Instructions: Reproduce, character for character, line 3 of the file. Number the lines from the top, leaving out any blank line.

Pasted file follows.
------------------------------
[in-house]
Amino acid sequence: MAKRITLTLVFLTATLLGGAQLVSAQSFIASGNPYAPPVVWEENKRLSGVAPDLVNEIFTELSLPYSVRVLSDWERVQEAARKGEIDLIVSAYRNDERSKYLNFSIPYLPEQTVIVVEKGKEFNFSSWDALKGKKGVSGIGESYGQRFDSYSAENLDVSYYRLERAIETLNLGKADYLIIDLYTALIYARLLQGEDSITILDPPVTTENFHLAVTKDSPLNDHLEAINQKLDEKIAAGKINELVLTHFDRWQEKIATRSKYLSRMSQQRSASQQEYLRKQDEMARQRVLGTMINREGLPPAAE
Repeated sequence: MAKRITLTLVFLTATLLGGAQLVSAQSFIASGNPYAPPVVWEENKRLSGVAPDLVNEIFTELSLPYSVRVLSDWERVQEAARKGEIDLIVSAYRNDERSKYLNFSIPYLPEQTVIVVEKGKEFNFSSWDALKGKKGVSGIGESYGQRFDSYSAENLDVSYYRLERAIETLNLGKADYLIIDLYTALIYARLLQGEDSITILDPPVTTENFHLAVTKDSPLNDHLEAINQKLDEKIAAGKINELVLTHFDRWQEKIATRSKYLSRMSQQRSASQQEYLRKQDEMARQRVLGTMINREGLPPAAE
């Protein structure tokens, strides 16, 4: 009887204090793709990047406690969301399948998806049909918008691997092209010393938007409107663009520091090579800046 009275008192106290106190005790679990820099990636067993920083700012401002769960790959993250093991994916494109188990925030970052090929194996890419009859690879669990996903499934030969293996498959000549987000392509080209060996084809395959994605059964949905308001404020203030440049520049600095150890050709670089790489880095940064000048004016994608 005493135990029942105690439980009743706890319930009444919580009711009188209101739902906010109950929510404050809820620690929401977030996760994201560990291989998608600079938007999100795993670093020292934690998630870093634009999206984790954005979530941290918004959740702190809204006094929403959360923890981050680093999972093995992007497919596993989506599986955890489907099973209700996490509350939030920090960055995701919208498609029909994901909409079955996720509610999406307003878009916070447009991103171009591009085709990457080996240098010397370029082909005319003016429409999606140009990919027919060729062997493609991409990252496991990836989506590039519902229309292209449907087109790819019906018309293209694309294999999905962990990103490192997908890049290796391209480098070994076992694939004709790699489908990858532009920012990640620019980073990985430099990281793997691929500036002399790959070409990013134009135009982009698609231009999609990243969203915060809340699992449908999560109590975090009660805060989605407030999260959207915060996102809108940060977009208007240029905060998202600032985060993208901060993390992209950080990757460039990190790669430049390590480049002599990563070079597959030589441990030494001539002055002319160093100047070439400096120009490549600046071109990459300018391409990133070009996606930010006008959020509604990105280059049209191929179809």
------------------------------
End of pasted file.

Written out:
Repeated sequence: MAKRITLTLVFLTATLLGGAQLVSAQSFIASGNPYAPPVVWEENKRLSGVAPDLVNEIFTELSLPYSVRVLSDWERVQEAARKGEIDLIVSAYRNDERSKYLNFSIPYLPEQTVIVVEKGKEFNFSSWDALKGKKGVSGIGESYGQRFDSYSAENLDVSYYRLERAIETLNLGKADYLIIDLYTALIYARLLQGEDSITILDPPVTTENFHLAVTKDSPLNDHLEAINQKLDEKIAAGKINELVLTHFDRWQEKIATRSKYLSRMSQQRSASQQEYLRKQDEMARQRVLGTMINREGLPPAAE